I knew that the decision to join was large but like all decisions, you can never know where it will lead you. The large part comes later, as life’s direction is altered irreversibly. There’s no going back to the former state. That is gone.

We might think carefully about these sorts of decisions, but do we know where they really lead? Of course not, even with a goal in sight.

Sometimes a decision to change is needed to break the old open and allow change.

Some of us twenty on that day would have fitted into that category, some, like me, slightly starry-eyed looking forward to a new thing without too much thought about where it might lead.

Turned out to be not a bad call.


p.s. Test of a big decision: remembering the date I reckon!

March 12, 2015

A picture of leadership

I’ve already mentioned Selma in a recent blog. Then it was music. Now it’s a picture. This cover page from the New York Times says so much that is good in leadership: Out the front, sleeves rolled up, a purpose, all sorts of ordinary people on board, some real stayers who have been with the challenge since the beginning, reflection on past battles, never growing weary and together.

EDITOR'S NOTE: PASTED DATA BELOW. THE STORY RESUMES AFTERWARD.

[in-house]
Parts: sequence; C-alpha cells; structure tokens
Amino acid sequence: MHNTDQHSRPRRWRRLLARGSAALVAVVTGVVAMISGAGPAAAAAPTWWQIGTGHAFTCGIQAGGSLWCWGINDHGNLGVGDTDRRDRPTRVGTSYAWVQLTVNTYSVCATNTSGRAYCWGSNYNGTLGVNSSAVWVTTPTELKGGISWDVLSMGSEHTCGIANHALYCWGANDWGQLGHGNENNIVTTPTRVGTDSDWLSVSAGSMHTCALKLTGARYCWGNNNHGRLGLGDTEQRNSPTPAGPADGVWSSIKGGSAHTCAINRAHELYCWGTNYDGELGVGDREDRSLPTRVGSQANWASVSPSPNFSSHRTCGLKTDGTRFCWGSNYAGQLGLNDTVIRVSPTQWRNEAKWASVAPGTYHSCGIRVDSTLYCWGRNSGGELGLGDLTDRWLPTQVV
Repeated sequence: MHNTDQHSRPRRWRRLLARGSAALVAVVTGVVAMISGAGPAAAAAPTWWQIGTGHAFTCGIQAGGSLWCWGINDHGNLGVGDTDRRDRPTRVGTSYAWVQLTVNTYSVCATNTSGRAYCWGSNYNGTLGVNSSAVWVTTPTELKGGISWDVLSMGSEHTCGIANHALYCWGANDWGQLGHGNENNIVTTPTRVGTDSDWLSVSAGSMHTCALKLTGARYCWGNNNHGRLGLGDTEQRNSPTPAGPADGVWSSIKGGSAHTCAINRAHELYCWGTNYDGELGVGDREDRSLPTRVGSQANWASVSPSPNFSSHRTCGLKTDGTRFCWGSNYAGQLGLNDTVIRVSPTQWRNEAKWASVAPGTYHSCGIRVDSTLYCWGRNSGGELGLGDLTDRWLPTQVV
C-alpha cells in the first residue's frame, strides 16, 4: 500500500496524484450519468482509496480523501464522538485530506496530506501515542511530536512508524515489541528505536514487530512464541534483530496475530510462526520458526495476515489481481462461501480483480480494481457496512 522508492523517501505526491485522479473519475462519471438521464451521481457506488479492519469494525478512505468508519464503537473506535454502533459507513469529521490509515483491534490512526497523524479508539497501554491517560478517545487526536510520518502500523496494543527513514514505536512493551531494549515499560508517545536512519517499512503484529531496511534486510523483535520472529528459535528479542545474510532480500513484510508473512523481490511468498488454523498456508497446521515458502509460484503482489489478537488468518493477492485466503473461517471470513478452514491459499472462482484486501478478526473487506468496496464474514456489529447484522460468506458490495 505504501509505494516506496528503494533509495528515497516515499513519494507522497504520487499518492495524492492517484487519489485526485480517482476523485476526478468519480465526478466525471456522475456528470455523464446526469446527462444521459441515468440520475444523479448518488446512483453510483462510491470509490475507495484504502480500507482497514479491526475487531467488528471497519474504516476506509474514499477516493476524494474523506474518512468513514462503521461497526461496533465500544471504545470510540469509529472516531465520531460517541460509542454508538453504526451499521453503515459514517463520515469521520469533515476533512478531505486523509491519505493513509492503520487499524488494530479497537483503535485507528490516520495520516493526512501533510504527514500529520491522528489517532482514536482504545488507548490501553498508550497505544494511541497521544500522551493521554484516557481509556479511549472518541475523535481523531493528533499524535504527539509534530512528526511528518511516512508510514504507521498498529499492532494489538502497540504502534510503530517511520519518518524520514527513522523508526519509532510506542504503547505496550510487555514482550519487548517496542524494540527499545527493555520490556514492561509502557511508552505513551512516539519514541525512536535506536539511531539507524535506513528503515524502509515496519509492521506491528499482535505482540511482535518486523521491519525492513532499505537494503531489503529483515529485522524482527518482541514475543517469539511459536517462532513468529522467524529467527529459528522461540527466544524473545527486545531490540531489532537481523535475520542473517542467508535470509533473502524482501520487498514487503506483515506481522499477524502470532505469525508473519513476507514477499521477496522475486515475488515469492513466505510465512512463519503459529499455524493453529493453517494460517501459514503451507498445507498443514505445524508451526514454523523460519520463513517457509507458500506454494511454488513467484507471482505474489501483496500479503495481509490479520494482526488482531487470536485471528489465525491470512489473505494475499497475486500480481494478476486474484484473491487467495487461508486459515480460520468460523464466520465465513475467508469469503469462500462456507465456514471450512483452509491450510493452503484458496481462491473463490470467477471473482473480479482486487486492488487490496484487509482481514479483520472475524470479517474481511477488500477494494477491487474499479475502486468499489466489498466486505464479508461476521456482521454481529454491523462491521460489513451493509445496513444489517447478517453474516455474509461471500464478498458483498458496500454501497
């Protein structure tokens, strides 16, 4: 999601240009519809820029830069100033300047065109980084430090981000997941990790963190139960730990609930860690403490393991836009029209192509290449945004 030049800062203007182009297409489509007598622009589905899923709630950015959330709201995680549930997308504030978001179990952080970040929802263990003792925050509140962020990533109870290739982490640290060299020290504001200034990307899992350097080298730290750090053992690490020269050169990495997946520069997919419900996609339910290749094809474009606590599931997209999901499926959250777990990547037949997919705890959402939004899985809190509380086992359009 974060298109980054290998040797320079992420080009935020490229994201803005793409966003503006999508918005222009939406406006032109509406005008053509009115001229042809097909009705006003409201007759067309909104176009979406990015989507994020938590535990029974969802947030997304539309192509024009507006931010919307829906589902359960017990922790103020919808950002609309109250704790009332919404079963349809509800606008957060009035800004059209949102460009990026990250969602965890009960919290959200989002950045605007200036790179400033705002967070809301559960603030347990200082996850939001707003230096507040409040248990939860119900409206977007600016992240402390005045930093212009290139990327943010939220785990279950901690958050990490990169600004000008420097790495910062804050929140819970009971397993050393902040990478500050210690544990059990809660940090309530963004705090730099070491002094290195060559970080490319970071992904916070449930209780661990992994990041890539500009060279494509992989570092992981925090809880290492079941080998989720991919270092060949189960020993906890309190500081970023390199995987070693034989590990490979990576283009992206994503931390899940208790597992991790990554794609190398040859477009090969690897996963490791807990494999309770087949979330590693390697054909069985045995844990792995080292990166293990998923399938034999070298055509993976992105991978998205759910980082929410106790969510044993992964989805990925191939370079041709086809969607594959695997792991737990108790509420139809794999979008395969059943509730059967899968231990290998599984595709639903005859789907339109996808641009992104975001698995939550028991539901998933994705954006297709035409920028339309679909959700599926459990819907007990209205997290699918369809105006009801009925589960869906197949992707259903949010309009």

A picture of leadership's many facets.

A picture of leadership’s many facets.

What would your picture of your leadership look like?


March 11, 2015


In the movie Force Majeure Tomas, Ebba and their two children are holidaying at a French ski resort. During lunch at the outdoor restaurant on the second day they observe what they think is a controlled avalanche. Suddenly it becomes apparent that it might not be controlled and a wall of snow is about to engulf the family. The children scream and Ebba attempts to protect them. Tomas grabs his cellphone and runs for safety leaving them behind.

It's  a perfect day, but you need to be ready for that to change.

It’s a perfect day, but you need to be ready for that to change.

It’s a false alarm, the wall of snow was fog and the avalanche had stopped clear of the resort. Tomas returns to find his family shaken, and they resume their lunch.

Nothing is said in the immediate aftermath of the incident but it places a dark cloud over the family and their holiday. Eventually Ebba confronts Tomas on why he abandoned his family in the face of such a devastating threat.

Tomas denies Ebba’s version, telling her she is entitled to her perception of events and suggesting that he couldn’t have run anyway, as he was wearing ski boots. A video of the event is produced which shows Tomas doing a runner but he remains unapologetic.

I couldn’t help think that Tomas’ behaviour was probably a “fight or flee” reaction, but leaving the children behind was not something Ebba (or others she engaged about the incident) could really understand.

Much of the movie was spent by me thinking “why don’t you just man up and accept it was a reaction, but wrong?”.

None of us is perfect, and neither is any leader. But we try. When we fail it’s time to man or woman up, acknowledge it, do what is necessary to fix it so everyone can move on.

Ebba and the children couldn’t move on.

Neither could Tomas – that was a big insight for me.

Anything you need to man or woman up on today?


Next blog about a stunning picture of leadership.